To give a price to your device, look for your model on eBay and check the lists of items sold. At the time of writing this article, these were the price ranges of iPhones on eBay:
- iPhone X (64GB): US $350-US $450
- iPhone 8 Plus (64GB): US $300-US $400
- iPhone 7 (64GB): US $100-US $200
If there is a disadvantage when selling your iPhone on eBay, it is the potential risk of remorse from buyers. eBay offers protection to both the seller and the buyer, but customer service tends to side with the buyer in case of a dispute. Scammers know how to take advantage of this. You can minimize the risk by documenting everything (including taking photos or screenshots of the phone’s IMEI number) and making sure you get a signed delivery receipt.
Read more: 8 iPhone Hidden Features You Must Know
What you should know before selling your old iPhone
Whether you sell the iPhone yourself or exchange it with a third company, there are some things you should know to make sure your information is secure:
Answer it: Back up important information — including contacts, videos, and applications — using Apple’s iCloud service or some other cloud storage service.
Turn off the Find My feature: The Apple Find My app (formerly known as Find My iPhone ) is a security feature that must be turned off before you sell your phone — or nobody else can restore or use the phone. To turn off Find My, open the Settings app on your iPhone and go to Settings> [your username]> Find My and turn it off.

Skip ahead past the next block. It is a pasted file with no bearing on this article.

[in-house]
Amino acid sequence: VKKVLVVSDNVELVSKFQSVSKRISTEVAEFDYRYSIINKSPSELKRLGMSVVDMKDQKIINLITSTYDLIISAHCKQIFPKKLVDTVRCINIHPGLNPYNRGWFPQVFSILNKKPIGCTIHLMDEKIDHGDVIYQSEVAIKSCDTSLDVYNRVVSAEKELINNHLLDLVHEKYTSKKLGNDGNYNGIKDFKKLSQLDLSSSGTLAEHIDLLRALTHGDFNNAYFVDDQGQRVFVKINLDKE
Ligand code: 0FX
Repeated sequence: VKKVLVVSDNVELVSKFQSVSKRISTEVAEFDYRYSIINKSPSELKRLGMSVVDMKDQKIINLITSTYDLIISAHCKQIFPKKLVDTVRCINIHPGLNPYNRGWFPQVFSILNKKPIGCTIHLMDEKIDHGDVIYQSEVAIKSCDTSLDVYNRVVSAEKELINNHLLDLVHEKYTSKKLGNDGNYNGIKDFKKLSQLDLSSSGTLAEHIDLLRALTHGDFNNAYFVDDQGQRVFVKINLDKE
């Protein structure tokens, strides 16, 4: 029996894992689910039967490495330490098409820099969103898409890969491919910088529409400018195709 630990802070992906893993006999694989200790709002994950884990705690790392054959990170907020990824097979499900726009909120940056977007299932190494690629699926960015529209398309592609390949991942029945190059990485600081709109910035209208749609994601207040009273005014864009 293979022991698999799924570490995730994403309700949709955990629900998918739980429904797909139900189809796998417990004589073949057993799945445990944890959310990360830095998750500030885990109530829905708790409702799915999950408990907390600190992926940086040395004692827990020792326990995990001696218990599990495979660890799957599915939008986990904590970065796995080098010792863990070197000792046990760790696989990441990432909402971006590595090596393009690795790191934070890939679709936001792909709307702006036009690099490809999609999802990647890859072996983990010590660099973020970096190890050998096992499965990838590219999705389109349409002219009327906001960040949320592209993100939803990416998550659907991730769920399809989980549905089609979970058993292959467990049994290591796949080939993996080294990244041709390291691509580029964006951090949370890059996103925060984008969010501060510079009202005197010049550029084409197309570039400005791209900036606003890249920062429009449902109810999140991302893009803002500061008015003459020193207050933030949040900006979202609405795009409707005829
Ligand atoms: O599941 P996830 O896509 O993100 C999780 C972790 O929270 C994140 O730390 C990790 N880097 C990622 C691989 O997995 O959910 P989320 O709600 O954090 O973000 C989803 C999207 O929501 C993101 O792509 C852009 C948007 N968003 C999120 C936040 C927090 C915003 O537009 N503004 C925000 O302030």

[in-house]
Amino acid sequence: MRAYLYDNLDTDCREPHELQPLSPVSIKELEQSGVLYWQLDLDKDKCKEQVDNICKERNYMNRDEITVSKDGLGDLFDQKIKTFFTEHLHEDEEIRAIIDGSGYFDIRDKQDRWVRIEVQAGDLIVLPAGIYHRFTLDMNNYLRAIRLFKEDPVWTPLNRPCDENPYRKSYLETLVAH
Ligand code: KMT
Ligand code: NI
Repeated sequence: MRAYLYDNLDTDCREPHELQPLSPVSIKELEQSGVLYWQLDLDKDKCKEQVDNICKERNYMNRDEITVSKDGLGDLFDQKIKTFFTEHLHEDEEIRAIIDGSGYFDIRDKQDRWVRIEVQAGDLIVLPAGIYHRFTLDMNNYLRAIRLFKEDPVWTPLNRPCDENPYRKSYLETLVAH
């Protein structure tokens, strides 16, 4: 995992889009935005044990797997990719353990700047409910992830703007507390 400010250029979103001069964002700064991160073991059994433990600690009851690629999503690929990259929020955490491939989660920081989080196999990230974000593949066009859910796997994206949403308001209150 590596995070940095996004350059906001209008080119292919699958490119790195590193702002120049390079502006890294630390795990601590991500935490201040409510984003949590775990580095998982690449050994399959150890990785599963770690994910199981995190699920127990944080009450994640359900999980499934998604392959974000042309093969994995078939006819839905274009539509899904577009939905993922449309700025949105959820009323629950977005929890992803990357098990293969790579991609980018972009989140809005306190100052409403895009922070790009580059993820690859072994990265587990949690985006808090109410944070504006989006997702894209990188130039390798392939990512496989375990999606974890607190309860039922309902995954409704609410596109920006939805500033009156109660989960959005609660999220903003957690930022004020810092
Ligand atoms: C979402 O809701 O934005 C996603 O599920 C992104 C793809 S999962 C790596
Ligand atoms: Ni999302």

Clean it up: Exit all connected applications, services, and accounts (such as your iCloud account). Then, open the Settings app and go to General> Reset> Erase All Content and Settings (General> Reset> Clear all content and settings). Once this is done, you can also go to General> Reset> Reset All Settings to restore the factory settings of the iPhone, just in case.
Remove the SIM card: Do not forget to remove the SIM card, which you will surely need for the new phone and keep your same number and service.
You will receive the most money on your phone if it is in perfect condition, but you can still make a good deal if it is in “good” condition: no cracks on the screen, no big dents or scratches on the case, no water damage and Everything works fine (which means the phone is switched on, charging, etc.).
If your phone is damaged, maybe you can still get something for it, even if it doesn’t turn on. It is not worth repairing a broken screen before selling it, but if your screen is slightly damaged, for example, a small crack in the corner, you may want to sell it on your own instead of changing it. An individual may be willing to overlook the surface damage of the screen for a good price.
Have you already gone through this process to buy a new iPhone? What option did you choose and how was your experience? Tell us in the comments!